Copper alloy for use as material of heat exchanger
||Copper alloy for use as material of heat exchanger
||Yamaguchi, et al.
||June 19, 1990
||May 4, 1989
||Noda; Koji (Ageo, JP)
Yamaguchi; Hiroshi (Higashi-Murayama, JP)
Yamasaki; Shuichi (Omiya, JP)
||Mitsui Mining & Smelting Co., Ltd. (Tokyo, JP)|
||Dean; Richard O.
|Attorney Or Agent:
||Flynn, Thiel, Boutell & Tanis
||148/433; 148/434; 420/472; 420/476; 420/477
|Field Of Search:
||420/472; 420/476; 420/477; 148/412; 148/413; 148/433; 148/434; 165/905
|U.S Patent Documents:
||3956027; 4025367; 4047978; 4110132; 4741394
|Foreign Patent Documents:
||De. 3311960; 145956; 126742; 60-194033
||Standards Handbook, Copper Development Association Inc., 1985, title page, Table of Contents and pp. 8, 98, 99 and 104..
||A copper alloy suitable for use as the material of a heat exchanger contains 1 to 4.5 wt % of Zn, 1.0 to 2.5 wt %, preferably 1.5 to 2.0 wt % of Sn, 0.005 to 0.05 wt %, preferably 0.01 to 0.04% of P, and the balance substantially Cu and inevitable impurities, and has grain size not greater than 0.015 mm, preferably below 0.01 mm. The alloy exhibits high resistance levels to corrosion such as stress corrosion cracking, dezincification corrosion and so forth, as well as superior workability, strength and solder wettability, and, hence, can suitably be used as the materials of the constituents of a heat exchanger such as tanks, tube plates and tubes.
||What is claimed is:
1. A copper alloy for use as a material of a heat exchanger consisting essentially of not less than 1 wt % but not more than 4.5 wt % of Zn, from about 1.1 wt % to 2.5 wt % ofSn, not less than 0.005 wt % but not more than 0.05 wt % of P, and the balance substantially Cu and inevitable impurities, and having a grain size not greater than 0.015 mm.
2. A copper alloy according to claim 1, wherein said grain size is below 0.01 mm.
3. A copper alloy for use as a material of a heat exchanger consisting essentially of not less than 1 wt % but not more than 4.5 wt % of Zn, not less than 1.5 wt % but not more than 2.0 wt % of Sn, not less than 0.01 wt % but not more than 0.04wt % of P, and the balance substantially Cu and inevitable impurities, and having a grain size not greater than 0.015 mm.
4. A copper alloy according to claim 3, wherein said grain size is below 0.01 mm.
||BACKGROUND OF THE INVENTION
(a) Field of the Invention
The present invention relates to a copper alloy suitable for use as a material of a heat exchanger such as a radiator which cools cooling water circulated through an automotive engine, automotive air heater, and various other industrial andhousehold heat exchangers. More particularly, the present invention relates to a copper alloy suitable for use as the material of constituents of a heat exchanger such as the tube plates, tanks and tubes.
(b) Description of the Prior Art
A heat exchanger is composed of tanks, tube plates, tubes and fins. Fins are usually made of a heat-resistant copper having a high purity approximating that of pure copper, whereas the tanks, tube plates and tubes are made of a material such asCartridge Brass 70% (C2600) or Yellow Brass 65% (C2800), in order to cope with demands for workability, strength and economy.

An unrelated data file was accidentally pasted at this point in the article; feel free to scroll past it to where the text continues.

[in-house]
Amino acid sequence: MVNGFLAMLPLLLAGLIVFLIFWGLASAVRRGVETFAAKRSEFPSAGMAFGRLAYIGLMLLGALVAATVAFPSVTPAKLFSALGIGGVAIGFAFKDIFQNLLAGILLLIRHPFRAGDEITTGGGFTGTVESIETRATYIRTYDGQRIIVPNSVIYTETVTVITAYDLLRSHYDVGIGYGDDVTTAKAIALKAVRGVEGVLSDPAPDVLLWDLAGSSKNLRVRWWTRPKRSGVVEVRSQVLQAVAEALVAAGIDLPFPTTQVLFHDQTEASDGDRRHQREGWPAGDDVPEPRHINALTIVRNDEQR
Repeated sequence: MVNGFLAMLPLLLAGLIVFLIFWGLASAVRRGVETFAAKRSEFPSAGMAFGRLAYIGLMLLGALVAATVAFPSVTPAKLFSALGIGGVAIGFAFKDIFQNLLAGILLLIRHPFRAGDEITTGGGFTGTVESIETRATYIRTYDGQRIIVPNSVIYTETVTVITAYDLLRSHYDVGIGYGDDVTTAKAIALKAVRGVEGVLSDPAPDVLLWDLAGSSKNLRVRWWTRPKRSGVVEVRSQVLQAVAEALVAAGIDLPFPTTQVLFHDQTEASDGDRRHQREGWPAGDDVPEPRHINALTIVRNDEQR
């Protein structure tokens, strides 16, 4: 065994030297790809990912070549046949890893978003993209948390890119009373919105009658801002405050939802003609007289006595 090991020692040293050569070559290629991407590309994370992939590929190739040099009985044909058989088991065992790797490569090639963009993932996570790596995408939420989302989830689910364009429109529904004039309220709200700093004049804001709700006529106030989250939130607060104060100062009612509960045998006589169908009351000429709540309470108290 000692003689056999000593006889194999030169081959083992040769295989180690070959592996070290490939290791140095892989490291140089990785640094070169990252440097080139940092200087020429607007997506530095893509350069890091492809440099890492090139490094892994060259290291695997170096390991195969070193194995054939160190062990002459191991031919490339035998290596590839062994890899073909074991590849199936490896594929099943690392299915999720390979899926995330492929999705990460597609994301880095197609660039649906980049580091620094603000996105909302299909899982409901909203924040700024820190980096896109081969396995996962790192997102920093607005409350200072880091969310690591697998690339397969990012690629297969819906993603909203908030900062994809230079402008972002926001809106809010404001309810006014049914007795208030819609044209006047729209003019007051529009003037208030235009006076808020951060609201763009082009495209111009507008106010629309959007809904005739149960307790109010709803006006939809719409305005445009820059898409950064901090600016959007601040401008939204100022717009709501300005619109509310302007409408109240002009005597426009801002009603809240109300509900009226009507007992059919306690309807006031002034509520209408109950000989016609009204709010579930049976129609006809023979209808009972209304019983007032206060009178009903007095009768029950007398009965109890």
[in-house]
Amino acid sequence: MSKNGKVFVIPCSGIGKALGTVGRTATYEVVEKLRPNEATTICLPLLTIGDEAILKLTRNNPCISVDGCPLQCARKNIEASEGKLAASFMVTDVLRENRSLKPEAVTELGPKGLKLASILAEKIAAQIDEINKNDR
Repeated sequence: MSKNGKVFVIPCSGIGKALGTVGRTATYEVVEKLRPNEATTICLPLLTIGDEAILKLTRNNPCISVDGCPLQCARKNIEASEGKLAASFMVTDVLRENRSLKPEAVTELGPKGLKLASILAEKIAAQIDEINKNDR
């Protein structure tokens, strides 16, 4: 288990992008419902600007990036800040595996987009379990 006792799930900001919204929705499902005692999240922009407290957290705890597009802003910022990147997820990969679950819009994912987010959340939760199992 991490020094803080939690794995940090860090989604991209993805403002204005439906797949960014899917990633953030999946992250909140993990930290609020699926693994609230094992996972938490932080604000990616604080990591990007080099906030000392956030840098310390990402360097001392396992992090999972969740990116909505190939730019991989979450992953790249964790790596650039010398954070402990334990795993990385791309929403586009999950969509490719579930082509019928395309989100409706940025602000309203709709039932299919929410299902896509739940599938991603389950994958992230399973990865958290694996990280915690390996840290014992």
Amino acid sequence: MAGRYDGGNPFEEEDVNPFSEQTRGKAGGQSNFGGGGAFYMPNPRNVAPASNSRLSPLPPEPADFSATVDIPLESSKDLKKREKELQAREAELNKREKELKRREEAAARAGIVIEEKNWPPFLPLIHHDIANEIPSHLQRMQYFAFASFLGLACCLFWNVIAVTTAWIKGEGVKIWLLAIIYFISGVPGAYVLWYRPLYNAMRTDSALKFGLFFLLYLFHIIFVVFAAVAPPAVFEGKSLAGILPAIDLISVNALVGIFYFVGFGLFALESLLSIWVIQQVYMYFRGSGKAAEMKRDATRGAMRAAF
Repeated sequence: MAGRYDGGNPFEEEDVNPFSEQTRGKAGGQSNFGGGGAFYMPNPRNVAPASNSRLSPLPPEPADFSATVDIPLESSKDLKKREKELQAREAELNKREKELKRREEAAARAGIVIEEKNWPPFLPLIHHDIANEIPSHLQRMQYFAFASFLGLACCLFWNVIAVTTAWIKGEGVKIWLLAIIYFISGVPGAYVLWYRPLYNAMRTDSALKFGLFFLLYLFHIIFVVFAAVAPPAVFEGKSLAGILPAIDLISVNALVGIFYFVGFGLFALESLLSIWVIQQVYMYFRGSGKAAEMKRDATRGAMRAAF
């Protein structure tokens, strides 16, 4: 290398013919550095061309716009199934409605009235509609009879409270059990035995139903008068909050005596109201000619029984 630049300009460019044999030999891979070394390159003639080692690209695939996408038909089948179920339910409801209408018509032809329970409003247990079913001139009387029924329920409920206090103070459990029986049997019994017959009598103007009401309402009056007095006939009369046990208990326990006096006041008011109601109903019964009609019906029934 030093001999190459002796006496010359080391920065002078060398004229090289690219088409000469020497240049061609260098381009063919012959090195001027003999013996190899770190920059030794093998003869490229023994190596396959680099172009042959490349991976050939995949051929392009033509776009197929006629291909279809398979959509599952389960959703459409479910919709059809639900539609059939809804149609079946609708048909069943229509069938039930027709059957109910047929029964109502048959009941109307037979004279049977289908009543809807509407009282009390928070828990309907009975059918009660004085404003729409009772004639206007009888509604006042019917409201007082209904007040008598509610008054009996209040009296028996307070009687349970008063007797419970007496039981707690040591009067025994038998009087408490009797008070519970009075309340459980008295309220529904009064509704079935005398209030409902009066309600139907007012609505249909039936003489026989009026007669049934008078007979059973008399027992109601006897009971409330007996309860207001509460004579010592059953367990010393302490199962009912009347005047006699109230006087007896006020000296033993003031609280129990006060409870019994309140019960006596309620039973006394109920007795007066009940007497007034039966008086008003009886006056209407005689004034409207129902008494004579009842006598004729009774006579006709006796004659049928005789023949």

In general, a copper alloy to be used as the material of the heat exchanger is required to meet the following requirements.
As a heat exchanger in which a coolant, wherein generally polyethers are added to water, is circulated, the constituents of the heat exchanger must have a high corrosion resistance so as to prevent internal corrosion by such a coolant.
It is also preferred that the constituents of a heat exchanger have sufficiently high resistance to resist any external corrosive condition such as a salt-containing atmosphere.
High workability is required for the material of the tanks and the tube plates because they have to be made by deep drawing. In general, the material of such parts is evaluated in terms of the Erichsen value in the Erichsen deep drawing cuptest. The material of the tubes also is required to have a high workability approximating that of brass because the tubes are often formed through a complicated rock seam tube process.
The materials of these structural parts also are required to have high mechanical strength which well compares with that of brass. High strength is required particularly when the tank and the radiator core are fixed to each other mechanically,because the required reliability of the mechanical connection may not be obtained when the strength of the material is low. Furthermore, tubes are required to have high rigidity because inferior rigidity will make the work for forming the tubesdifficult.
Superior solder wettability is also an important requisite because a heat exchanger, in particular a radiator, employs many portions connected by soldering.
In general, brass exhibits a rather inferior resistance to stress corrosion cracking which often results in a leakage of an internal fluid. Usually, therefore, an annealing is effected to remove any residual stress, thereby preventing occurrenceof stress corrosion cracking. Unfortunately, however, annealing alone cannot completely eliminate stress corrosion cracking.
On the other hand, there is a current trend for use of reinforced plastics as materials of constituents of a heat exchanger, particularly as the material of the tank. When such a resinous tank is used, the peripheral Portion of the tube plate isbent to form a concave groove opening to the outside, an elastic seal member is provided in said concave groove to insert the flange portion of the resinous tank, and the upper portion of the outer side of the concave groove is bent inwards to securelyattach the tank. In such a case, it is not permissible to effect annealing after the assembly because of the use of the plastic as the tank shell material. In consequence, a considerably high level of residual stress remains in the tube plate,presenting a high sensitivity to stress corrosion cracking. In order to obviate this problem, it is a common practice to use a separately prepared member made of a stainless steel, which is bent and securely attach the tank to the tube plate. Thissolution, however, is disadvantageous from the view point of economy.